To Sir, With What?

It is not like any other afternoon, this afternoon of Lahore. We are touching 50 degree Celsius here in the city. By all definitions of the word, it is hot. And me and my friend are on a motorbike, on the sweltering roads going from one place of work to another. The heat itself is enough reason to just sit put and stay quite and count the minutes. It is at this odd time that my friend, while still riding the bike, slightly turn his head and almost shouts out from within the helmet he is wearing, “Hey, do you know Salman Rushdie got the knighthood? Now that saab is a sir, haan?”
It must be the heat.

Salman Rushdie is a great writer and has practically invented a completely new genre of writing. But I am hardly the one who takes art for art’s sake. As far as I am concerned, art without due importance to subject matter is a waste of time and creative energy. But that is just me. This, on the other hand, is about governments.

First off, I think it is wrong. It probably does have a lot to do with the fact that I am a Muslim. Objectivity is assumed but not promised.

The knighthood of Salman Rushdie is wrong on two counts. The first count has to do with the fact that I am Muslim and Rushdie wrote, although in a very creative way, something that is just not my cup of tea. Or any other Muslim’s cup of tea for that matter.

Most Muslims consider Rushdie to be a heretic at best, and then seeing the British government praise him for the very thing that ticked about a billion people off will make it wrong on many fronts. Of course, had the British government awarded him knighthood for services in, say, the field of avionics or any other unrelated field, there wouldn’t have been such a turmoil. And turmoil is not blind to reason.

But awarding Rushdie the knighthood is also wrong from a very ‘secular’ point of view as well.

British being a democracy is already well aware that the most number of people being born in Britain are Muslim. (The name Mohammad is set to overtake James as the most common name in Britain this year). A democratic nation is bound by the choice of its majority and this is really an easy concept to get, right? Maybe the concept of making room for the minorities, starting with the large ones, is hard to grasp — I don’t know.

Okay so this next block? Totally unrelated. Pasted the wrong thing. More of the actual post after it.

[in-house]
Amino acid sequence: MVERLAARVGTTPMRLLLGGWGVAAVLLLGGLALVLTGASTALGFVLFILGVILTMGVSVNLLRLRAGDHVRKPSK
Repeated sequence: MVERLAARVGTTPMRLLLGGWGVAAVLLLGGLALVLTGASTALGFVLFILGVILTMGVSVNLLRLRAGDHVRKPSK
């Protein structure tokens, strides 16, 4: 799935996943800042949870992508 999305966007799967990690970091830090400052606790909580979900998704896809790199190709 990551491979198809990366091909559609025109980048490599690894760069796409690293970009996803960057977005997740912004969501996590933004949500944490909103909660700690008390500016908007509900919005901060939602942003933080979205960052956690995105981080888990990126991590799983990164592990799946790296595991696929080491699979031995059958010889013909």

When people “complained” to the government that this knighthood further alienates an already tense Muslim population in Britain, here’s what the British Foreign Secretary Margaret Beckett had to say, “This is part of the pattern that people who are members of the Muslim faith are very much part of our whole wider community.” Well, sounds nice, given that Muslims are a large minority in Britain. But the niceness stops right about here.

What she probably forgets is that for most of the Muslim world, Salman Rushdie has ceased to be a Muslim quite some time back. Even if he is considered a Muslim by a large minority of Muslims, even then no one in his right mind supports what he so successfully did. In short, most Muslims think Mr. Rushdie is not a Muslim, or at best he is a very, very bad one. And then the British award him, and then they expect to get away with some talk about a “pattern that includes the Muslim community”? Which Muslims? Which community? Iran (the declared enemy) called the knighthood an “insulting, suspicious and improper act by the British Government in an obvious example of fighting against Islam.” While Pakistan (the declared friend) said that the act had “utter lack of sensitivity.”

Probably they are to include only the British Muslims community, and that would make sense, right? Right. But the same British Muslims that burnt Mr. Rushdie’s book when it came out in 1989 are not the kind of candidates that would, you know, get up and smell the pattern or whatever. Here is a message to the British government; “either tell the Muslims in Britain to leave in these simple terms, or start paying attention to what Muslims hold dear to their hearts.” It is quite simple, really. Come out clean. That is the way it should be.

54 Comments so far

  1. Pretty Simple (unregistered) on June 27th, 2007 @ 8:07 pm


  2. Bushra Ansari (unregistered) on June 27th, 2007 @ 8:11 pm

    Another bongi.. duhhh!!

  3. Pretty Simple (unregistered) on June 27th, 2007 @ 8:18 pm

    lol..after you.

  4. Bushra Ansari (unregistered) on June 27th, 2007 @ 8:22 pm


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